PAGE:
Nonconsensual, ever-changing, & varying in certitude…

Finally, regarding the specific nature of belief systems, there are a few more characteristics worth mentioning. Uso, (2015), notes that they are “nonconsensual” (p. 1), in the sense that not all followers agree 100% with all aspects of it.  For example, while my mother is devoutly Catholic, she disagree’s with the church’s view on abortion and birth control.   My sister, who considers herself a “bible-banging” evangelical, often butts heads with my mother’s Catholicism on assorted religious matters.  As the agnostic, my perspective holds “no value whatsoever”, since I’m going to hell.  Religious debates in my family often result in hurt feelings.

On the basis of these observations, it is worth noting that followers are aware of the presence of alternatives.  They have heard the rhetoric of detractors.  They respond with a passionate commitment in varying “degree of certitude” (Usó, 2015, p. 1).  These variances in commitment, present with a passionate assertion of faith.  It is in this respect that knowledge appears very different from belief.  As it pertains to knowledge, we simply state facts. “One would not say that one knew facts strongly” (Ableson, 1979, 366). Beliefs are presented as matters of trust and faith that some fact or idea can be accepted or held in confidence.  Implicit in this commitment are varying degree of emotion and feeling from believers (Usó, 2015).

  Consequences for Believers

So with these characteristics in mind, what are the consequences of committing to a belief system? What follows is a list of personal observations, as an “outsider looking in”…..

A Perceptual Bubble

20150405_083325A series of interesting videos on belief can be found an  In one of their videos, it is noted that belief systems create a perceptual bubble around which we create our reality (, 2016).  This pertains to an insight from another resource I quoted earlier which notes that beliefs are essential components of the stories we tell about our lives (Uso, 2015).  By fully committing to a belief system on faith, you’re adopting a Perceptual Bubble of sorts. This can create an internally consistent experience of life.  When a group of people all hold a belief system on faith, it carries a series of social consequences for members.  This shared experience of “understanding” and “truth” can create systemic distortion, coloring everyone’s experiences holistically.  “Seeing outside” is difficult, if not impossible.

Disabled Critical Thinking, (2016) also notes that it is easy to fall into a trap of assuming a rationality in our thought processes, when in fact, they reflect beliefs, (at least to some extent).  Technically, it is impossible to step outside ourselves and see how we see.  We are all inevitably bound by the subjectivity of our day-to-day experiences.  However, taking time to practice critical thinking is essential in order to: (1)  understand reality based on factual evidence, (2) observe it in manner not colored by emotions, and (3) make decisions in a manner that includes elements of logic and reason.   Mind you, I’m certainly no “guru” on the matter of thinking critically 🙂 .  However,  my attempts have provided me much to reflect upon.  As I’ve stated before, life’s problems are often simply d/t how we’re look at a situation.  The solution, often involves considering an alternate perspective we may have previously ignored.  The problem with systems of belief, is that they “short-circuit” thought processes. Becoming a believer is an “all or nothing” deal.  Acceptance requires an act of faith, wherein you unquestioningly adopt a set of propositions without examining the facts.  This logical jump requires adopting the entire system, since it is built to maintain an internally consistent life perspective in favor of “greater truth”.  For some, this is convenient, since it allows us to create an experience of “objective truth” without the effort of thinking for ourselves.  In reality this “objective truth” is a mutually shared self-deception.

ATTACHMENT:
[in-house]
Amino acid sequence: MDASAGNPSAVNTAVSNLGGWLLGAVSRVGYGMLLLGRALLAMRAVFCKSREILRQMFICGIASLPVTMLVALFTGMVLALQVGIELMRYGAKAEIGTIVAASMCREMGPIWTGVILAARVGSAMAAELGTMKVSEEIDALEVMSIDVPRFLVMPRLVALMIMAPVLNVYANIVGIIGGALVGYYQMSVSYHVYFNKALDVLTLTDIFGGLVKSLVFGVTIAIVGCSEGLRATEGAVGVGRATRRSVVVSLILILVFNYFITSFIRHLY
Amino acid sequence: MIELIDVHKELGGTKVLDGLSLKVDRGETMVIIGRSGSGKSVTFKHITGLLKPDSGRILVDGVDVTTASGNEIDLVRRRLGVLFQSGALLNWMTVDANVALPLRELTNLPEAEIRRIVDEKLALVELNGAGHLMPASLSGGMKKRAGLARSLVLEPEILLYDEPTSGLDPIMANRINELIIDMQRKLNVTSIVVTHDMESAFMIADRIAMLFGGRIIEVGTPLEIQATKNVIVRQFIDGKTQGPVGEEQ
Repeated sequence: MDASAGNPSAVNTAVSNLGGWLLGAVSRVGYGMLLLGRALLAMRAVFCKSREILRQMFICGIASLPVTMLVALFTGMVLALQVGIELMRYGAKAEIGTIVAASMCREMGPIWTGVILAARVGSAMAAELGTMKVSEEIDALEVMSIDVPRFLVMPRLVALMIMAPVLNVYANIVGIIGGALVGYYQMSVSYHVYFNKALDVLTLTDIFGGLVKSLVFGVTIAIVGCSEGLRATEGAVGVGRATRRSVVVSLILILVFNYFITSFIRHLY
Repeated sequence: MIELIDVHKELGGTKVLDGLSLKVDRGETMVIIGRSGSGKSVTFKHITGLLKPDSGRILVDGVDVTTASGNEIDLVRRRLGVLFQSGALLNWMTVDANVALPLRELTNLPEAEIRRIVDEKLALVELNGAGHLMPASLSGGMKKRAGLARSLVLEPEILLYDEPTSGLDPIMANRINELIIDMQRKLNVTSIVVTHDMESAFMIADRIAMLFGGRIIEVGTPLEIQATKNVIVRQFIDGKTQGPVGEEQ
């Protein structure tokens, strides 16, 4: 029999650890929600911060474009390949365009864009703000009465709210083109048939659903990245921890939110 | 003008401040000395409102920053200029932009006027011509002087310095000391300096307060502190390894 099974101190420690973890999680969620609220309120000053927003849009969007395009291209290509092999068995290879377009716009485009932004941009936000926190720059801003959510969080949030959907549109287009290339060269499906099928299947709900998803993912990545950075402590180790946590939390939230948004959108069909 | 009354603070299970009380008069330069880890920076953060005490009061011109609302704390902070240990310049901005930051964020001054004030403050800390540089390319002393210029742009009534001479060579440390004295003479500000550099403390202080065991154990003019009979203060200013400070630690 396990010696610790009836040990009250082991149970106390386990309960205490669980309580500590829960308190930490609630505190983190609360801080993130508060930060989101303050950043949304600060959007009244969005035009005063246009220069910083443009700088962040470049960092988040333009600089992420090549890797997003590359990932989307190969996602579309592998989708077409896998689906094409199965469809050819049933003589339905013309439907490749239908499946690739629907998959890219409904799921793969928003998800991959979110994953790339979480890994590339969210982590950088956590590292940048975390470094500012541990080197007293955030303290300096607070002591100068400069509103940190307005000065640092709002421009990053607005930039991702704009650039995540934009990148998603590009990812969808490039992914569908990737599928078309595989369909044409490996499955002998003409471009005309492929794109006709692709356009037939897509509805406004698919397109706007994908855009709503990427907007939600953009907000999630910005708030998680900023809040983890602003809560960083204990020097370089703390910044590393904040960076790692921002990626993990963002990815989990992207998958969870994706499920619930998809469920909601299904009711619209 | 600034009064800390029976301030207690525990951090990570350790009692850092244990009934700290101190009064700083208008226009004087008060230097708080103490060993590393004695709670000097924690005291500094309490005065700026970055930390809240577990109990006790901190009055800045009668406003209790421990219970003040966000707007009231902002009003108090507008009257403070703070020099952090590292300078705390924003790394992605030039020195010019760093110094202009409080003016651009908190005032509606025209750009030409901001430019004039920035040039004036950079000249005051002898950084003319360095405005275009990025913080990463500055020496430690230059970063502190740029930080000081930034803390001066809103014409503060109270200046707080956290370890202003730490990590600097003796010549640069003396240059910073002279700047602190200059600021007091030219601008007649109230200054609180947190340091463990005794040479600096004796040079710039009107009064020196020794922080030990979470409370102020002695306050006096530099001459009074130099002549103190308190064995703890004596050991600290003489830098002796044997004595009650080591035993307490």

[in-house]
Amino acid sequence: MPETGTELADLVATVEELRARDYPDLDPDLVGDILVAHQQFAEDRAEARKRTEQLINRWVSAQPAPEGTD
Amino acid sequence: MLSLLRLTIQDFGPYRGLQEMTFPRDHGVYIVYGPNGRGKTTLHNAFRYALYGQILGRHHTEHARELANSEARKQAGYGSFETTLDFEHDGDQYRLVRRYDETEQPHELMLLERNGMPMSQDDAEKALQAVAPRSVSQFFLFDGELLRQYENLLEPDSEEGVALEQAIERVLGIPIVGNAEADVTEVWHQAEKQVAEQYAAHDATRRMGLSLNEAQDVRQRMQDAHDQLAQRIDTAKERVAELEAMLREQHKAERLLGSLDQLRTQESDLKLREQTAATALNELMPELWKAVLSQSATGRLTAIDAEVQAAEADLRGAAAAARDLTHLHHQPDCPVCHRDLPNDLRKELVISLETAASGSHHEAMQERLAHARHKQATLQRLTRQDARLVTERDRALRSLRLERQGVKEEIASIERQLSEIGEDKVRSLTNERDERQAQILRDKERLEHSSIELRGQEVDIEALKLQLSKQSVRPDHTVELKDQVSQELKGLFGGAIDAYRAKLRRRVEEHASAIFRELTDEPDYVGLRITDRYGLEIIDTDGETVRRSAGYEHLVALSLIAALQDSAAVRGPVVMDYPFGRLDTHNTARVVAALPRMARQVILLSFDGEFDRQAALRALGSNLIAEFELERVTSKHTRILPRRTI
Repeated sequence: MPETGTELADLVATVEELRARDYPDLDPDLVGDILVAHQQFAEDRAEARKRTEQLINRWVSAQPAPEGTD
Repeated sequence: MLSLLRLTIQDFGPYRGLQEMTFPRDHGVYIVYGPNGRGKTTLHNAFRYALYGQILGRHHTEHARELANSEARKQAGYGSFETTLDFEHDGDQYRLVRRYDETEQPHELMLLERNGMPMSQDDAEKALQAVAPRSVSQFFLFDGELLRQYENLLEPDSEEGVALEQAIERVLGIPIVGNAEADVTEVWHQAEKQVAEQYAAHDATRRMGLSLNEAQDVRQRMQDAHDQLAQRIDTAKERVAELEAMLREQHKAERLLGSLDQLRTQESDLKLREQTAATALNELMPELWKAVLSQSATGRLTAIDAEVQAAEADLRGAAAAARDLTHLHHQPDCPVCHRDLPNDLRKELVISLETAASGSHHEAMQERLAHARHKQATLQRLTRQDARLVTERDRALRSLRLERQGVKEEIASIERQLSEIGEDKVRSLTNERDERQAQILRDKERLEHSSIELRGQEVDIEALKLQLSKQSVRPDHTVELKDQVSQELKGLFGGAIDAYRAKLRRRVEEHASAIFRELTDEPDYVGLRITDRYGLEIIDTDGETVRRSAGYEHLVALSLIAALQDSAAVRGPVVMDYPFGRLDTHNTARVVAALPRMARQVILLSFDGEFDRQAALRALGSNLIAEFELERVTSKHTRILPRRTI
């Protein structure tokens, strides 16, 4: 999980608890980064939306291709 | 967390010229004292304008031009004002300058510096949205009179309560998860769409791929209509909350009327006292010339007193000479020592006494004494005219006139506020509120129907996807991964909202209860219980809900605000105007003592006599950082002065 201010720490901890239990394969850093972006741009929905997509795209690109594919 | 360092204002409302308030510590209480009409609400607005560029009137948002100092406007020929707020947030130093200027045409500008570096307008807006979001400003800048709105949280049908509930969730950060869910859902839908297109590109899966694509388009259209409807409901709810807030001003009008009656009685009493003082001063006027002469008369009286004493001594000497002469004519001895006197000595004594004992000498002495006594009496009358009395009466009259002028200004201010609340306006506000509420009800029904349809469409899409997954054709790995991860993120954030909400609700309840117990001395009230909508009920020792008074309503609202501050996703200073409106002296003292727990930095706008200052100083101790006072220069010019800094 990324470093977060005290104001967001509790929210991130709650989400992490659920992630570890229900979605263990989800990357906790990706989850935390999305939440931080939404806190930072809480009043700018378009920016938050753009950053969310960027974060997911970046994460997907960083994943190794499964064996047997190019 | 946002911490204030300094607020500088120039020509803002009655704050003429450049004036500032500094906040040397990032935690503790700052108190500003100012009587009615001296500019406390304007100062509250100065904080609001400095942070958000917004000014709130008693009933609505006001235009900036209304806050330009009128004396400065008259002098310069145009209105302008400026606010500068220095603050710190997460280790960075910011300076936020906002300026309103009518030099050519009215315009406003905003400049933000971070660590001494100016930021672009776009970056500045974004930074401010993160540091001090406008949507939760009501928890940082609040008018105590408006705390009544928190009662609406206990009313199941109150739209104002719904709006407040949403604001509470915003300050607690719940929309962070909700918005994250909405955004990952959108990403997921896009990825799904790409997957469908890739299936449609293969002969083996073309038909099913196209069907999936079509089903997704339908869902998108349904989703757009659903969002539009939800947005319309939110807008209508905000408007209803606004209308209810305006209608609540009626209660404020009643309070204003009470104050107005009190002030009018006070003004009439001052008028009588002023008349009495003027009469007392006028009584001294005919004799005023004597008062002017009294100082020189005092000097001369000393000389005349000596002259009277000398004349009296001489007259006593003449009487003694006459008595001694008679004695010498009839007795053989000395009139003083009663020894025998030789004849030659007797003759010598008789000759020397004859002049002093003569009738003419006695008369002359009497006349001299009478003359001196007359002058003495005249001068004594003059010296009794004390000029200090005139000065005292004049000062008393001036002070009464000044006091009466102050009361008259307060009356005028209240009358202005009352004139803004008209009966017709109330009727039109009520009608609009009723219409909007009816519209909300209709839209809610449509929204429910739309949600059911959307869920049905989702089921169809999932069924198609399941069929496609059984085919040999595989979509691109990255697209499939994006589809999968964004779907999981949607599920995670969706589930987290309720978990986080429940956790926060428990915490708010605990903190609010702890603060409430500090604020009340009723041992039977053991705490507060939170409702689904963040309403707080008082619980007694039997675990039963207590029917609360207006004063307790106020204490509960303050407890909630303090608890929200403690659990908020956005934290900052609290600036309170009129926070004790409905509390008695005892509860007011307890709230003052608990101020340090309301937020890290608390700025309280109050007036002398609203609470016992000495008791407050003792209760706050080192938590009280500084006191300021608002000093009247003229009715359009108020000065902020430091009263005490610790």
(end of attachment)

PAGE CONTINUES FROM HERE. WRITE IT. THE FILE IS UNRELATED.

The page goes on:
Commitment-Based “Objective” Truth

Finally, many things we accept as “objective truth” are actually matters of faith.   From within the system, contradictory evidence is concealed and often goes by unnoticed.  Until something anomalous comes along to rock one’s boat all seems “okay”.  For many, letting go of a system of belief is scary, because it means letting go “everything you know” for something else – as yet undetermined…..